How to Use Social Media in Your Career and Business

      How to Use Social Media in Your Career and Business

      How to Use Social Media in Your Career and Business 393 261 Amir Ghouri

      Social media isn’t just a place to post pictures from a pool party or express half-baked opinions. The ability to present a positive professional image to a large but relevant audience is one of its most valuable uses when looking for a job.

      However, in a professional context, if you misuse social media, you could fall on your sword and harm your career prospects. You can advance your probability of finding a new job by following these six steps.

      1) Choose Your Friends Wisely.

      You wouldn’t introduce yourself to a coworker in the kitchen and ask for their friendship, would you? As with a prospective employer, you should engage with maturity and patience rather than asking directly if they have any openings. You’ll be seen as a credible professional if you follow them, participate in discussions, and build a relationship with them over time. Discretion outweighs bravery in the world of social media every time.

      2) Two Ways to Spread the Word:

      Get the word out to your contacts that you’re open to new opportunities. It’s possible that your professional contacts, particularly those who work in similar fields, will be able to help you out. Your friends and family know your top and should be able to recommend you to others so that Facebook can play a role here as well. However, as always, exercise caution in how you go about it. If you can’t wait to leave your current job, don’t tweet about it on your employer’s official social media accounts!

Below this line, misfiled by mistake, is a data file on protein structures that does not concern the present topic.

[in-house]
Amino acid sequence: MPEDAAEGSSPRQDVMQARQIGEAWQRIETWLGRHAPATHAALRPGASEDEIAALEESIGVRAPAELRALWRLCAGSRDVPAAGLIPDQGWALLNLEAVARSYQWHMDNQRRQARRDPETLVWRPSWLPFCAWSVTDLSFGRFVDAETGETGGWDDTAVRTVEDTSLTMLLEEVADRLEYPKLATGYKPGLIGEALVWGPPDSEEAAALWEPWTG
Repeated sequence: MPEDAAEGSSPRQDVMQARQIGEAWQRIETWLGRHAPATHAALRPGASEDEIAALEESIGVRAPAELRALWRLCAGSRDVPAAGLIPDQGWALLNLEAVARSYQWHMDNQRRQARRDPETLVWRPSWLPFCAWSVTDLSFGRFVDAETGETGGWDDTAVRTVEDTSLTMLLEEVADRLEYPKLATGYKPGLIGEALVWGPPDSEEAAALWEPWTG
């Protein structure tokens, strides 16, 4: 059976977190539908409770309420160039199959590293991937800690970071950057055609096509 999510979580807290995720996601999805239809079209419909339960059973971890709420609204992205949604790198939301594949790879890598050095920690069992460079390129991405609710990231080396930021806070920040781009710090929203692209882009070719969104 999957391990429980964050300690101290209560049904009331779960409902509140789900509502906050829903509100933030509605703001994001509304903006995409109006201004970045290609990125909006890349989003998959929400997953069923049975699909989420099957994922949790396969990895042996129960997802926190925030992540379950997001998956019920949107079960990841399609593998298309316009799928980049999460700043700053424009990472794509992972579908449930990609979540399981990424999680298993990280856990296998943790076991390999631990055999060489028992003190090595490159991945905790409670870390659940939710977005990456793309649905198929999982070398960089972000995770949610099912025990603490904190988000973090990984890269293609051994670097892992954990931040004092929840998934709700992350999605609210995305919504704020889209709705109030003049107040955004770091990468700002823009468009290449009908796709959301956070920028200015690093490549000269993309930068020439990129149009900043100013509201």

3) A Professional Image Must Be Maintained At All Times.

      Nowadays, prospective employers are more likely than ever to conduct a Google search of your name to learn more about you and get a sense of your personality. You know you need to clean up your social media profiles if the first thing is a picture of you intoxicated at a well-known tourist attraction. Takedown anything you don’t want a potential employer to see from your LinkedIn profile and use a professional-looking photo.

      4) Make Sure To Include the Correct Data

      You can link to a blog, website, or portfolio from your Twitter bio or LinkedIn profile to demonstrate a well-rounded approach to your professional life. Your LinkedIn and Twitter profiles (not Facebook) should also be included in your CV. Mention keywords that a recruiter or hiring manager might use to find your skills on all of your social media profiles.

      5) Watch your words

      The careless tweet is probably the most common social media blunder. As many politicians and sports figures have done, making controversial or ill-advised remarks about topics about which you are ignorant can damage your reputation and credibility. If you have an outlook, go ahead and express it, but be careful about how you do so. Companies would rather hire someone with a brain than someone without one.

      Don’t post anything on Facebook that you wouldn’t want a potential employer to see, including personal information.

      6) Take Part in It

      You can represent yourself as skilled in your field by participating in online discussions, joining industry groups, reading relevant blogs, and creating and sharing content. In addition, it will aid in the development of a devoted fan base. You’ll put yourself on their radar by tweeting and retweeting companies and employees you’d like to work for. Make use of your shared connections to locate additional sources of information.

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